Diehard NJ surfers give summer the cold shoulder

Written by: Julissa Guadagni

The winter chill may have forced out the tourists and sunbathers of the Jersey shore, but some surfers remain in the icy Atlantic. Winter surfing is an extreme sport that has become popular in Belmar, Point Pleasant, Monmouth Beach, Manasquan Inlet, Sandy Hook, Mantoloking and Casino Pier.

According to thesurfingsite.com, the water temperature ranges from 32 to 45 degrees, and it’s “not uncommon to be surfing while snow flurries are falling”.

Mercer alumnus and winter surfer, Clint Fisher of Hamilton Township has been surfingfor about nine years; his favorite beaches to go to are Belmar and Rockaway Beach.

“It’s the same as summer; just make sure you have good gear. A 3mm or 5mm [wetsuit] for the winter, gloves and hood. Your face feels like it’s getting stung by bees, but with the wetsuit you still feel a little warm and I let a little water in to cool for my body temperature,” said Fisher.

Thesurfingsite.com also states that the surf spots in New Jersey break best on a long-period south to southeast swell. This is typically during hurricane or winter season since the low-pressure systems move off the eastern seaboard and into the Mid-Atlantic.

Surfing in a blizzard is nothing new to Fisher. “On the weekend I went there, it was one of the most memorable times. It’s a feeling where you don’t know what it’s like until you actually do it,” he explained.

Winter surfing may seem extreme, but Fisher finds that it simply relieves stress. He

says, “My favorite time to be in the ocean is when it’s snowing. Call me weird, but when people go in the winter there [are] bigger waves.”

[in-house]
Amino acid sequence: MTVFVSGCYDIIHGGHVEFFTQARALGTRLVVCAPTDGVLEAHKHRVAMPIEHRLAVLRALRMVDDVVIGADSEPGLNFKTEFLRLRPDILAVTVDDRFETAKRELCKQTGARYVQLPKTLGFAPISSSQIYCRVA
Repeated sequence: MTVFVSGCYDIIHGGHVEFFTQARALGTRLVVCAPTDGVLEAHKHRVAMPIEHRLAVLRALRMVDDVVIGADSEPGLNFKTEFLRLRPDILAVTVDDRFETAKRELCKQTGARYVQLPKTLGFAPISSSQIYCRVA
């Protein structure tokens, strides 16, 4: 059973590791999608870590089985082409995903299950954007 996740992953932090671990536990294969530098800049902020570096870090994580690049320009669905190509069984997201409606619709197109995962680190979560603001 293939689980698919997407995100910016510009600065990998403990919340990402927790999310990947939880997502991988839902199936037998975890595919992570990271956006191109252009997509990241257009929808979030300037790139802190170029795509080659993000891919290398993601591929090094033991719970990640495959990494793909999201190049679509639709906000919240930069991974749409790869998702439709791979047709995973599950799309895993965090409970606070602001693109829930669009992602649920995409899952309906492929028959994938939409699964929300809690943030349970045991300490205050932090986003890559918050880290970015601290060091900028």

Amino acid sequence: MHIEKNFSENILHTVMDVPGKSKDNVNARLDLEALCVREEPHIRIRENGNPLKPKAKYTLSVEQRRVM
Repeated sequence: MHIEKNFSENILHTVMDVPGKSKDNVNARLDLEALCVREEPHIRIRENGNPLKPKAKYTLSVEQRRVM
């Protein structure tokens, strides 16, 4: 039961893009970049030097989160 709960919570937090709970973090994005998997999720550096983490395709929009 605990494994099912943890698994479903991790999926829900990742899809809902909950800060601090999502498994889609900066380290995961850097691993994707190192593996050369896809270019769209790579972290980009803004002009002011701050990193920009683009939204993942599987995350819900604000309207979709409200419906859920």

When asking Fisher about one of his unusual surfing stories he replied, “In the winter I went super early in the morning with really nice waves, and there were four or five dolphins swimming. And that to me I’ll never forget.”

However, the sport can also be dangerous. Fisher adds, “I always like to go with someone because no matter how good you are at swimming, there’s always a chance you can get stuck, no matter what the season is. So it’s for safety reasons, especially if you’re just starting off.”

Surfing blog, xtremesport4u.com, states that the most important thing is to “keep yourself warm from the inside out” by eating high fat foods such as peanut butter sandwiches or energy bars. These foods have a slow release which you can draw on later. Chocolate also works well for quick snacks. The site also states that, “…if you start feeling your internal temperature drop you must stop surfing. Involuntary teeth chattering or shivering are signs that your body has already become too cold. Even when mild hypothermia starts to set in, we begin to perform below capacity and can do something stupid.”

Winter surfing is gaining popularity, especially in New Jersey. The cold temperatures do not indicate the end of surfing until summer comes around again. But like any other sport, winter surfing has challenges and necessary precautions should be taken.

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Julissa Guadagni
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